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    • "The concept of autism has evolved from the description of severe cases of infantile autism affecting about 0.02% (Kanner, 1943), to the modern day autism spectrum disorder (ASD) encompassing an estimated 1% of the population (Baird et al., 2006; Brugha et al., 2011; Posserud, Lundervold, Lie, & Gillberg, 2010). Needless to say, the ''1% ASD'' is not the same as ''0.02% infantile autism''. "
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    ABSTRACT: With a view to developing a brief screening instrument for autism symptoms in a general population of adolescents, seven items from the Asperger syndrome (and high-functioning autism) diagnostic interview were adapted for use as self-report in an online questionnaire for youths aged 16-19 years (N=10,220). The selected items target lack of social understanding (4 items) and rigid and repetitive behavior and interests (RRBI; 3 items). Factor analyses were performed, and the seven items were also validated against self-reported ASD diagnosis. Best statistical model fit was found for a bifactor model with one general factor and two domain specific factors tied to social difficulties and RRBI. Both the general and the domain specific factors were associated with self-reported ASD diagnoses. The scale (referred to as the Autism Symptom SElf-ReporT for Adolescents and Adults - ASSERT) had good screening properties with a receiver operating curve-area under the curve (ROC-AUC) of 0.87 and a diagnostic odds ratio (DOR) of 15.8. Applying a modified scoring of the scale further improved the screening properties leading to a ROC-AUC of 0.89 and a DOR of 24.9. The ASSERT holds promise as a brief self-report screen for autism symptoms in adolescents, and further studies should explore its usefulness for adults.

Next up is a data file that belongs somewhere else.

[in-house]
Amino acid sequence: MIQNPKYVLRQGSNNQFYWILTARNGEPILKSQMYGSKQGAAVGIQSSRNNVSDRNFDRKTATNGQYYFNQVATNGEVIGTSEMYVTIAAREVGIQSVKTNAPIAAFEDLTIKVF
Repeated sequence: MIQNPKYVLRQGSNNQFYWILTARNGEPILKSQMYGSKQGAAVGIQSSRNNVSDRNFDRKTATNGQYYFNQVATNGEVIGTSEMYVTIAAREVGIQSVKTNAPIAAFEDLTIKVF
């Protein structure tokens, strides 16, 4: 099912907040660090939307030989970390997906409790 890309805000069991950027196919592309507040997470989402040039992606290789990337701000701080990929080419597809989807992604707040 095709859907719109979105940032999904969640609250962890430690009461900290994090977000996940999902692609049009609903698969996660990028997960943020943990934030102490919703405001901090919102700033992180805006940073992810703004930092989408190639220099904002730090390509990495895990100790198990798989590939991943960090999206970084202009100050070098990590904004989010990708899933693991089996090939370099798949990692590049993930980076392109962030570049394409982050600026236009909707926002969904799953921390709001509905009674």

Research in developmental disabilities 10/2013; 34(12). DOI:10.1016/j.ridd.2013.09.032 · 4.41 Impact Factor